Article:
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28 February 2011

Is Blogging Only For Money?

When one gives a quick look at the articles written on blogging, the common theme seems to be making money from blogging. The authors invariably talk about adsense and how we can make money from blogs. Is blogging only for making money? Did blogs begin with that idea? Are we losing the direction somewhere?

A blog gives an opportunity to everyone to express himself/herself on the Internet. We feel that we are sharing our deepest thoughts with other members of the world. Blogging is bringing the world nearer to each other like never before. In certain cases, a blog is a great therapy for venting out anger, frustration and other negative feelings, which can otherwise damage the psyche. Blogging was never started with the object of making money on the Internet.

Imagine the scenario when the majority of blogs will somehow try to collect content from different sources and hope that their ad gets clicked. Is that not wasting of quality time? Will such blogs contribute to the Internet at all? Who will visit such blogs? Everyone is busy building a blog that makes money, so why should he/she visit other blogs?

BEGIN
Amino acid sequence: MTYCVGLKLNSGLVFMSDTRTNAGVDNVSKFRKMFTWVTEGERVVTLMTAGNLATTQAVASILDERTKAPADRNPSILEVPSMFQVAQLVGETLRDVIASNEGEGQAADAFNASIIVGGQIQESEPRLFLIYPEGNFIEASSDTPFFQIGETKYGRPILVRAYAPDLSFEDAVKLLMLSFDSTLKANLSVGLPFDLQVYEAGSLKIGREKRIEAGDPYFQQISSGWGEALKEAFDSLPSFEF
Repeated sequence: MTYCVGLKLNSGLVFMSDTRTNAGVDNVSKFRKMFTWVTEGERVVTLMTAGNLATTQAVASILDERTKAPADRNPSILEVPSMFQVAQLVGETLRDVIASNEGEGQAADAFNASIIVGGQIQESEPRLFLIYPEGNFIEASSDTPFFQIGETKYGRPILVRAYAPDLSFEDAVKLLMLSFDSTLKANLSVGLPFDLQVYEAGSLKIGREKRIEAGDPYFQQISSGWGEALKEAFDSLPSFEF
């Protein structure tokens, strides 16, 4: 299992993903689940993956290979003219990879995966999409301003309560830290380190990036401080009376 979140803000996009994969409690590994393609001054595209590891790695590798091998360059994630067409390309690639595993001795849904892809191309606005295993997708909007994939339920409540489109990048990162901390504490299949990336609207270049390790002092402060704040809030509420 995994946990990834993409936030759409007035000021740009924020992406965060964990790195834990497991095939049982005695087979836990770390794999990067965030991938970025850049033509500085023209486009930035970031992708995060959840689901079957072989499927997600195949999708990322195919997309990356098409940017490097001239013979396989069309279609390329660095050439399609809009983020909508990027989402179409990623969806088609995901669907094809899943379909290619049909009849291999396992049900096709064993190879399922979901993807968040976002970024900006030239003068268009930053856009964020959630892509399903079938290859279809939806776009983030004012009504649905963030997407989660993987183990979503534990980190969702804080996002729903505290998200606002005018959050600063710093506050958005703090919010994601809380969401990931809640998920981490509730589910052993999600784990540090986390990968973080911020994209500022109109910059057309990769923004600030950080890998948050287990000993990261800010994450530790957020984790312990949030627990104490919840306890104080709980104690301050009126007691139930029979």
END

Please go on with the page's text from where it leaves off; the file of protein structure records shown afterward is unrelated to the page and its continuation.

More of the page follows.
A blog can contribute to very lively discussion. A blog can be a great platform to meet people and talk. A blog is a great way to help budding talents show case their work to the world. Let us not make blogs only as a money making tool.

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25 February 2011

Facts about Twitter

22 February 2011

Liquid Lights: Steampunk

One of the things about steampunk is that it blends opulence -- antiques, velvet, dark saturated colors -- with industrial roughness. These lights by Tanya Clarke are a good example -- combines recycled plumbing pieces with hand sculpted glass drops and lights the whole thing with LEDs.

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16 February 2011